Welcome back to Integrated Tactical Accountability , the freelance prevention and National Incident Management System (NIMS) implementation system that works. In part one (February 2011), we reminisced about the 1960s TV sitcom “Car 54, Where Are You?” The sitcom theme was the...
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Often, fire departments will attempt to “herd the cats” with pre-assignments. Pre-assignments eventually morph into institutionalized freelancing. The chief officer merely observes the freelancing and awaits news of conditions and progress. The chief may have a general idea of what’s happening, but has no idea where people are at any given moment. One could ask why the chief needs to be there. Other times, the chief officer will function as a gatekeeper of freelancing: “Hey Chief, we’re going to go (fill in the tactical blank).” To which the gatekeeping chief replies: “Yeah, that’s a great idea, be safe!” Neither is evidence that an incident-specific action plan has been developed that is based on an incident-specific size-up.
For generations, the North American fire service has established a proud history and tradition of aggressive tactics. Too often, though, aggressive tactics occur before any strategy takes place. If you’re skeptical, read the National Institute for Occupational Safety and Health (NIOSH) firefighter line-of-duty-death investigation reports. NIOSH has been identifying the same contributing factors for more than a decade:
No action plan
Lack of tight accountability
Lack of team integrity
Span of control out of control
The time has come to establish an equally proud tradition of aggressive strategy. I believe that achieving and maintaining tactical accountability qualifies as aggressive strategy. (This article has been describing aggressive strategy.) The problem is that aggressive strategy is far more challenging than aggressive tactics. That is why we have an operational “mode” called “fast attack,” which is another way of saying no size-up, no water supply, no coordinated ventilation, no “two-out” standby team and no command post. In other words, “fast attack” is the stampede to aggressive tactics and the glaring omission of strategy.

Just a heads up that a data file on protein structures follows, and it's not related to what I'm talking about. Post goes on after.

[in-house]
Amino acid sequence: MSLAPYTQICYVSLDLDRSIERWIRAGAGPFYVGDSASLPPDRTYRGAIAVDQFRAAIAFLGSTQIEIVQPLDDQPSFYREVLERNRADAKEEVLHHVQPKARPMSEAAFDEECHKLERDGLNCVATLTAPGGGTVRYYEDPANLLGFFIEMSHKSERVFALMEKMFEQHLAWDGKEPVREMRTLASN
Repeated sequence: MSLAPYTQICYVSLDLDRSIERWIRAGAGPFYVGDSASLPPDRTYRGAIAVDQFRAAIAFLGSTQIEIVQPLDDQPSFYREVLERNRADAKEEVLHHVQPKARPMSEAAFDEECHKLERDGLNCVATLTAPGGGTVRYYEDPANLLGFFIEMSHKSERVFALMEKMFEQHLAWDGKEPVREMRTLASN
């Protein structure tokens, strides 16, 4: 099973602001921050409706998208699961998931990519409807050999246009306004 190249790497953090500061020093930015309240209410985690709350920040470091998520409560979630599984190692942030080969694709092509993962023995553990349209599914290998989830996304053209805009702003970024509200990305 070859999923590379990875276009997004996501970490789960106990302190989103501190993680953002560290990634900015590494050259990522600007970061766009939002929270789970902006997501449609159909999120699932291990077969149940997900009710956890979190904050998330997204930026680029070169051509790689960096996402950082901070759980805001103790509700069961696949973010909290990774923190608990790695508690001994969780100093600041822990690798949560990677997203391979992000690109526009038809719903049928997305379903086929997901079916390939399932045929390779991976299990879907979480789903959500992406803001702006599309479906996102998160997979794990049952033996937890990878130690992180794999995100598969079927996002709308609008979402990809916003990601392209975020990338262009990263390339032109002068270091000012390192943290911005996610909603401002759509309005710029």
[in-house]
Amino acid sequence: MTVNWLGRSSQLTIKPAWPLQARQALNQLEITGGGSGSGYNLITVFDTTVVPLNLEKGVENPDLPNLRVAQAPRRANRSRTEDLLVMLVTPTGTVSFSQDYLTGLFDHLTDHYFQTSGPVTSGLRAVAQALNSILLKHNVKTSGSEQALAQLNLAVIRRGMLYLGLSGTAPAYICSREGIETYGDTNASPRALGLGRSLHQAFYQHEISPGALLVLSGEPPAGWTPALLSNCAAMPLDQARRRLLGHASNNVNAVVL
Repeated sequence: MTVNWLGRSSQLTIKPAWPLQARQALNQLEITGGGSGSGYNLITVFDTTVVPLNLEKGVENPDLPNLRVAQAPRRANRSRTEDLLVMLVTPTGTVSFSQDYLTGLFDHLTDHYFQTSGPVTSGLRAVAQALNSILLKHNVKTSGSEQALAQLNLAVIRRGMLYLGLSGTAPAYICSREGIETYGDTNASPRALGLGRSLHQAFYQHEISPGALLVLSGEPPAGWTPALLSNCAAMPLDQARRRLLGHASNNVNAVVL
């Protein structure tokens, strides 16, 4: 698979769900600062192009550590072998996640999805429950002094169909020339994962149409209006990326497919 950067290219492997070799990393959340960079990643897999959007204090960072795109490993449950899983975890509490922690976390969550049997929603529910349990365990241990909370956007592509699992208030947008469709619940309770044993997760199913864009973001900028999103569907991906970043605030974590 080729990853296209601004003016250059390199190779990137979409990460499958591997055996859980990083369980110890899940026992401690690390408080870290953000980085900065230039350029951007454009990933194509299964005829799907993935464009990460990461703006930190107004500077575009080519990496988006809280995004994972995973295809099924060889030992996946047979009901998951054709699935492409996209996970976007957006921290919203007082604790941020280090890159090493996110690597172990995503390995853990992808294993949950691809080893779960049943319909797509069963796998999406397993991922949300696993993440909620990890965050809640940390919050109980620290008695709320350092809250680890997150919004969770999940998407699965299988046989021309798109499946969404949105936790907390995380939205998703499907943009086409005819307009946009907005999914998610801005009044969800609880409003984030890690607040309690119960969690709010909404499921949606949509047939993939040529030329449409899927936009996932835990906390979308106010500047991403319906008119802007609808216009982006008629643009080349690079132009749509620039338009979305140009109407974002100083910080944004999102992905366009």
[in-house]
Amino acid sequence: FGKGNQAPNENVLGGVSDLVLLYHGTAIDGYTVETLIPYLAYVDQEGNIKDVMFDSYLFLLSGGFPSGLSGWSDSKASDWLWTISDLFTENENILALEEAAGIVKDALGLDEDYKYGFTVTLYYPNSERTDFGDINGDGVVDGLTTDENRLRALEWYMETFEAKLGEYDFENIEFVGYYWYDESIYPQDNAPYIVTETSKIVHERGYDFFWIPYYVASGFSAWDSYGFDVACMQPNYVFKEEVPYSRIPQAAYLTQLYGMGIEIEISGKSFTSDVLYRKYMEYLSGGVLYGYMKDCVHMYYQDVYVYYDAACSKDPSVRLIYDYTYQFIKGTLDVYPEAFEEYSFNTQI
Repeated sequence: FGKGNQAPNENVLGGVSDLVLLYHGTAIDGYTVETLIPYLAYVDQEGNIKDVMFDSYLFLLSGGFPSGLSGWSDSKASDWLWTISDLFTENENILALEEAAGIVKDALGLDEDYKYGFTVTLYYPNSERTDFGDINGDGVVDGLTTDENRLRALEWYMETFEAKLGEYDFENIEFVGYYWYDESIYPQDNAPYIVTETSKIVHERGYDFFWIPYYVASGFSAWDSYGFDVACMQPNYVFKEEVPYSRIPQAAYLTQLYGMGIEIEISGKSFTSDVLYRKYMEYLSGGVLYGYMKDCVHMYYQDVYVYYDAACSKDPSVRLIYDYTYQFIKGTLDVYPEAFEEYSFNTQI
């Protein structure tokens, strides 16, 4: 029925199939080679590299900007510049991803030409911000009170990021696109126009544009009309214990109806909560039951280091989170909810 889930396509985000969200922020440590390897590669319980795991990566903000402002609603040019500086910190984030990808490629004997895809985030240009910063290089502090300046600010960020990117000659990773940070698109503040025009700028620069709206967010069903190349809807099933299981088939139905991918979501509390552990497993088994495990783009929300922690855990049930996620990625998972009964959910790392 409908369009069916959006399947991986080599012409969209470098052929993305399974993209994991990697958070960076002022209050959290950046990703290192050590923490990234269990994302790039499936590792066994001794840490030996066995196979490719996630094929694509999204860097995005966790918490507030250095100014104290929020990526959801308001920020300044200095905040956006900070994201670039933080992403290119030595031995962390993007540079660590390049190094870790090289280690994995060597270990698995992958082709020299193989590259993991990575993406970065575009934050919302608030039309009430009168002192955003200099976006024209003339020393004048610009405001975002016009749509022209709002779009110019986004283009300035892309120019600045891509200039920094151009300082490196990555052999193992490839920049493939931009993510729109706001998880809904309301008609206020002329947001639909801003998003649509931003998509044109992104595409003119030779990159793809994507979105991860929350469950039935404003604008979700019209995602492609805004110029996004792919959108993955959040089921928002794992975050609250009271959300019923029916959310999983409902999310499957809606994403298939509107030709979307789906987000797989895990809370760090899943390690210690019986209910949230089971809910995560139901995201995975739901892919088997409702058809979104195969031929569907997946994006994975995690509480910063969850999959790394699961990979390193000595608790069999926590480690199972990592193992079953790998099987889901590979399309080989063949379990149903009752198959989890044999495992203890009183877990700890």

The execution of aggressive tactics requires that firefighters have access to appropriate tactical tools. Likewise, the execution of aggressive strategy requires that fire officers have access to appropriate strategic tools. Access to the appropriate tools is not enough; just as firefighters must know how to use their tactical tools, fire officers must know how to use their strategic tools.
I have introduced a few of the strategic tools that make tactical accountability possible. Using these strategic tools will help make sure your firefighters are not caught in the wrong place, at the wrong time, for the wrong reason. Tactical accountability will help make sure that NIOSH doesn’t visit your fire station. (NIOSH doesn’t visit fire stations to award certificates of achievement.)
If your current “system” implementation lets teams freelance, you will one day announce on the radio: “Engine 54, where are you?” By embracing a structured and systematic process for doing “strategy,” you will be making a strong commitment to the goal that “Everyone Goes Home.”
Part three will:
1. Introduce the three levels of fireground freelancing.
2. Describe how to eliminate functional freelancing.
3. Describe how to eliminate geographic freelancing.
4. How to capture and account for volunteer firefighters.
5. Clarify the real difference between a division and a group.